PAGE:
Quitely's back, so the art rocks, and the story is dark and compelling. Xavier's dream is often questioned, but this take on rebellious doubt is very well done, serious, yet with Morrison's trade-mark sardonic tone. Quitely's back, so the art rocks, and the story is dark and compelling. Xavier's dream is often questioned, but this take on rebellious doubt is very well done, serious, yet with Morrison's trade-mark sardonic tone.

  11. 4 out of 5

    AJ Kallas

    Now THIS is X-Men. Relationships. Action. Drama. I also love the dialectic between Quinten Quire's New X-Men and Xorn's class of "Losers". These are all children. They might be rude and entitled, but they are still just children. And the implicit impact of Xorn's kindness and protection (even if a little negligent) goes in stark contrast to Quinten being told he was adopted. It's subtle and not even a major point of this volume. But that speaks to Morrison doing a great job of writing. (I might Now THIS is X-Men. Relationships. Action. Drama. I also love the dialectic between Quinten Quire's New X-Men and Xorn's class of "Losers". These are all children. They might be rude and entitled, but they are still just children. And the implicit impact of Xorn's kindness and protection (even if a little negligent) goes in stark contrast to Quinten being told he was adopted. It's subtle and not even a major point of this volume. But that speaks to Morrison doing a great job of writing. (I might have sounded harsh in the previous volumes, but I really didn't like them, especially with how much I'm enjoying his X-Men moving forward).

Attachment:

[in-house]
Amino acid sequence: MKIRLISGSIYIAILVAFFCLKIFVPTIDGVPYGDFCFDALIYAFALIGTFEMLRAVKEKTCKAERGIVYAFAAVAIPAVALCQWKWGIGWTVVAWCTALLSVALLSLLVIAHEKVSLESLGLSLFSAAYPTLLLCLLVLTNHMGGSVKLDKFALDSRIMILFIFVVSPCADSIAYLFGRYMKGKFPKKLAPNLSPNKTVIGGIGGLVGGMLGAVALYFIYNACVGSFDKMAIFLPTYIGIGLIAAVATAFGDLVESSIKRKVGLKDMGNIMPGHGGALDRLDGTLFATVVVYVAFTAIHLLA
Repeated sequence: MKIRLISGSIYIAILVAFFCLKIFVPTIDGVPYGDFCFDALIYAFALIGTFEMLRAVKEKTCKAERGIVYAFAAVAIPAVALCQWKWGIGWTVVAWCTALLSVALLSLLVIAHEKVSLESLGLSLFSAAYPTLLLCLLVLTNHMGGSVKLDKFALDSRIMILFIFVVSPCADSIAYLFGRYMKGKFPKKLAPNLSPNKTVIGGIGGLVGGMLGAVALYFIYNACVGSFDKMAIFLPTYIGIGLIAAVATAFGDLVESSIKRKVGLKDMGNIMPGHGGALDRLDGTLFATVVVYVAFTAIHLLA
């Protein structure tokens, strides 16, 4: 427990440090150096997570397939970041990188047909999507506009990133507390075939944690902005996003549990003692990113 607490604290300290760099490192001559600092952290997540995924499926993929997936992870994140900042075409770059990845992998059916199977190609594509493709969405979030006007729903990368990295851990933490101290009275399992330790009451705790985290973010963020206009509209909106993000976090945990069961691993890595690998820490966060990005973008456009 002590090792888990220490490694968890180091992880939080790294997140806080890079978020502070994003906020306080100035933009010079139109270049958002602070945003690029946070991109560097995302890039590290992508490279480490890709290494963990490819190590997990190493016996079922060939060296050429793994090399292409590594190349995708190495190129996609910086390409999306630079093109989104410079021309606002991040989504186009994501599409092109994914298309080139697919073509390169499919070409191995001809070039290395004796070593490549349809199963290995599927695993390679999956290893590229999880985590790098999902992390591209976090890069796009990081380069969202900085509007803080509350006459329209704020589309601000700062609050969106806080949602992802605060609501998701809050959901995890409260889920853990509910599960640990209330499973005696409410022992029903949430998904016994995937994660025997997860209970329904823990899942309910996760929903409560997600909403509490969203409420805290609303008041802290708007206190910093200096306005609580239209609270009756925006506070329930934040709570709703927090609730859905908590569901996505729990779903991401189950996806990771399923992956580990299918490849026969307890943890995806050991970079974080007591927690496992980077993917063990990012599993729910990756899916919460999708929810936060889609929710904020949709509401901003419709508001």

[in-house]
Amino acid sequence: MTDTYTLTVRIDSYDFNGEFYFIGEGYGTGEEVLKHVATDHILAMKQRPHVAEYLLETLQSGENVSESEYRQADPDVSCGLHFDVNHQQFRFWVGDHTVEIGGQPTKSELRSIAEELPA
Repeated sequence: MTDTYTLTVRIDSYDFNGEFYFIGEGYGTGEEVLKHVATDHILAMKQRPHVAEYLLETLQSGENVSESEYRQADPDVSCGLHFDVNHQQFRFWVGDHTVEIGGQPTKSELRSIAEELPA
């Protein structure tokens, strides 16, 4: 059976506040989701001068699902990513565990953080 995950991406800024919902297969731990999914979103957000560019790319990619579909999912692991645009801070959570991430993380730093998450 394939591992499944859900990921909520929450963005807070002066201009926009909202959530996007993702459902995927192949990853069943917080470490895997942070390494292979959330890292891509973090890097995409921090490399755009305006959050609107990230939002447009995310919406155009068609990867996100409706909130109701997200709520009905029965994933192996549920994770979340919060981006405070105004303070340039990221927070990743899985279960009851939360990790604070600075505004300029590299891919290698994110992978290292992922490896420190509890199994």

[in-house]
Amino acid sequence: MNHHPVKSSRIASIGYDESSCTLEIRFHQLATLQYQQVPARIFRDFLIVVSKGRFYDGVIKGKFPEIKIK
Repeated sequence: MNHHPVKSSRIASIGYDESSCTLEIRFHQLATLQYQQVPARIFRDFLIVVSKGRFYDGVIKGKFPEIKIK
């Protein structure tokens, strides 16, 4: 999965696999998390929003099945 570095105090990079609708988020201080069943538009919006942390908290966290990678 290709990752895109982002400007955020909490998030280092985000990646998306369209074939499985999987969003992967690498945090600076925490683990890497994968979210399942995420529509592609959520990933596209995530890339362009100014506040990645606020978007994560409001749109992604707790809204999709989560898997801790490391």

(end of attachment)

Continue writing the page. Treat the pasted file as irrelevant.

12. 5 out of 5

    Christopher (Donut)

    Damn near perfect. I think I read it too fast, but it will be a pleasure to re-read when the time comes.

  13. 4 out of 5

    Jessica

    I don't understand all the positive reviews. I mean, at least the art is better than the previous volume, but nearly every character is unlikable. Especially Quentin and his X-brats. Teenagers throwing tantrums because the world isn't fair that only make the world worse -- my faaaaaaaaaaaavorite. There's still this weird thing going on where Beast is telling the world he's gay while he's not, which feels a bit icky. Also, Wolverine has a soul patch. Why. What do I like? Xorn. He's interesting and I don't understand all the positive reviews. I mean, at least the art is better than the previous volume, but nearly every character is unlikable. Especially Quentin and his X-brats. Teenagers throwing tantrums because the world isn't fair that only make the world worse -- my faaaaaaaaaaaavorite. There's still this weird thing going on where Beast is telling the world he's gay while he's not, which feels a bit icky. Also, Wolverine has a soul patch. Why. What do I like? Xorn. He's interesting and seems like he has a soul. I like when the X-brats get sassed back. Some of the art I really like, and the rest is fine. Overall, though, I didn't really enjoy this and don't recommend.

  14. 5 out of 5

    Chris

    Quitely's back, and I can get behind revolutionary punk rock mutants on drugs. Quitely's back, and I can get behind revolutionary punk rock mutants on drugs.

  15. 4 out of 5

    Xavier

    quentin quire is annoying as fuck

  16. 5 out of 5

    Alex E